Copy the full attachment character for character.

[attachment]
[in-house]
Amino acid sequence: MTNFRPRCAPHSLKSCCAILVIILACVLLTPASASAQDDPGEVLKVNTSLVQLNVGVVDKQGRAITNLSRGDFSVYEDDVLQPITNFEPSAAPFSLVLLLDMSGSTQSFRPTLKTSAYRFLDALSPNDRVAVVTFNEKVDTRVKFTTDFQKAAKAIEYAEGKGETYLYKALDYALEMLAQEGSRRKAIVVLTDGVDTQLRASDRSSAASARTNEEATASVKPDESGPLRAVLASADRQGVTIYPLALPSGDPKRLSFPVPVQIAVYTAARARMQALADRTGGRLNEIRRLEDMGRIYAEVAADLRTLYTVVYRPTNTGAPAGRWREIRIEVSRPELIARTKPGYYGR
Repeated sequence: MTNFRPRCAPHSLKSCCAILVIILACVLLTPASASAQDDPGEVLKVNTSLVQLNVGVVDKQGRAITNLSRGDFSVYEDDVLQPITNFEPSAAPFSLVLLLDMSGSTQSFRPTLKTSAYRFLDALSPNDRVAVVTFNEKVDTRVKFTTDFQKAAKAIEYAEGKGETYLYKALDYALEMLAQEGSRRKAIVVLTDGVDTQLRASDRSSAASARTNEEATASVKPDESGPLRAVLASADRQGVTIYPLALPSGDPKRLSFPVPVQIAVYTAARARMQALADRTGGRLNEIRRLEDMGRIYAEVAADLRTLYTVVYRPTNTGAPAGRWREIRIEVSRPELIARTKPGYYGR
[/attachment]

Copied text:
[in-house]
Amino acid sequence: MTNFRPRCAPHSLKSCCAILVIILACVLLTPASASAQDDPGEVLKVNTSLVQLNVGVVDKQGRAITNLSRGDFSVYEDDVLQPITNFEPSAAPFSLVLLLDMSGSTQSFRPTLKTSAYRFLDALSPNDRVAVVTFNEKVDTRVKFTTDFQKAAKAIEYAEGKGETYLYKALDYALEMLAQEGSRRKAIVVLTDGVDTQLRASDRSSAASARTNEEATASVKPDESGPLRAVLASADRQGVTIYPLALPSGDPKRLSFPVPVQIAVYTAARARMQALADRTGGRLNEIRRLEDMGRIYAEVAADLRTLYTVVYRPTNTGAPAGRWREIRIEVSRPELIARTKPGYYGR
Repeated sequence: MTNFRPRCAPHSLKSCCAILVIILACVLLTPASASAQDDPGEVLKVNTSLVQLNVGVVDKQGRAITNLSRGDFSVYEDDVLQPITNFEPSAAPFSLVLLLDMSGSTQSFRPTLKTSAYRFLDALSPNDRVAVVTFNEKVDTRVKFTTDFQKAAKAIEYAEGKGETYLYKALDYALEMLAQEGSRRKAIVVLTDGVDTQLRASDRSSAASARTNEEATASVKPDESGPLRAVLASADRQGVTIYPLALPSGDPKRLSFPVPVQIAVYTAARARMQALADRTGGRLNEIRRLEDMGRIYAEVAADLRTLYTVVYRPTNTGAPAGRWREIRIEVSRPELIARTKPGYYGR